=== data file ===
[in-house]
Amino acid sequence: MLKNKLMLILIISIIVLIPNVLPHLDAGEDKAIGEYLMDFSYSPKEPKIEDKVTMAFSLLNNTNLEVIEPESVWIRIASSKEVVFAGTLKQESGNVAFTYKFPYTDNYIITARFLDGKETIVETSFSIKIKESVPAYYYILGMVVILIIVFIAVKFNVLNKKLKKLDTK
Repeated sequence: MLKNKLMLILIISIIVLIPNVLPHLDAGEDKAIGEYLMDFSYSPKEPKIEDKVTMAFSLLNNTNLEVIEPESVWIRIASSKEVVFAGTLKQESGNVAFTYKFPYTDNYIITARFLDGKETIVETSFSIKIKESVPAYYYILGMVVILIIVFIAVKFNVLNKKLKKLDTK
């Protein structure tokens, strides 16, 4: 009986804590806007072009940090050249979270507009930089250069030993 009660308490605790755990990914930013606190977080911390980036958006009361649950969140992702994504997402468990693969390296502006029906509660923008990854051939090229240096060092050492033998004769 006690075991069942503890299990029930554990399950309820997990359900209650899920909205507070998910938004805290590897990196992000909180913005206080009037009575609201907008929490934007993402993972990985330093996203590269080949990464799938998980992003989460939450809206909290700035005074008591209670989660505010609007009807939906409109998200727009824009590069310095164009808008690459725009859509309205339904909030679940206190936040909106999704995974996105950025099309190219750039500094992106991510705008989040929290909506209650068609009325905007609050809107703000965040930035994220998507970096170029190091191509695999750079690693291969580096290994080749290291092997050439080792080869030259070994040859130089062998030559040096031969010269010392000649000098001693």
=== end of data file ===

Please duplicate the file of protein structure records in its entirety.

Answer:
[in-house]
Amino acid sequence: MLKNKLMLILIISIIVLIPNVLPHLDAGEDKAIGEYLMDFSYSPKEPKIEDKVTMAFSLLNNTNLEVIEPESVWIRIASSKEVVFAGTLKQESGNVAFTYKFPYTDNYIITARFLDGKETIVETSFSIKIKESVPAYYYILGMVVILIIVFIAVKFNVLNKKLKKLDTK
Repeated sequence: MLKNKLMLILIISIIVLIPNVLPHLDAGEDKAIGEYLMDFSYSPKEPKIEDKVTMAFSLLNNTNLEVIEPESVWIRIASSKEVVFAGTLKQESGNVAFTYKFPYTDNYIITARFLDGKETIVETSFSIKIKESVPAYYYILGMVVILIIVFIAVKFNVLNKKLKKLDTK
């Protein structure tokens, strides 16, 4: 009986804590806007072009940090050249979270507009930089250069030993 009660308490605790755990990914930013606190977080911390980036958006009361649950969140992702994504997402468990693969390296502006029906509660923008990854051939090229240096060092050492033998004769 006690075991069942503890299990029930554990399950309820997990359900209650899920909205507070998910938004805290590897990196992000909180913005206080009037009575609201907008929490934007993402993972990985330093996203590269080949990464799938998980992003989460939450809206909290700035005074008591209670989660505010609007009807939906409109998200727009824009590069310095164009808008690459725009859509309205339904909030679940206190936040909106999704995974996105950025099309190219750039500094992106991510705008989040929290909506209650068609009325905007609050809107703000965040930035994220998507970096170029190091191509695999750079690693291969580096290994080749290291092997050439080792080869030259070994040859130089062998030559040096031969010269010392000649000098001693």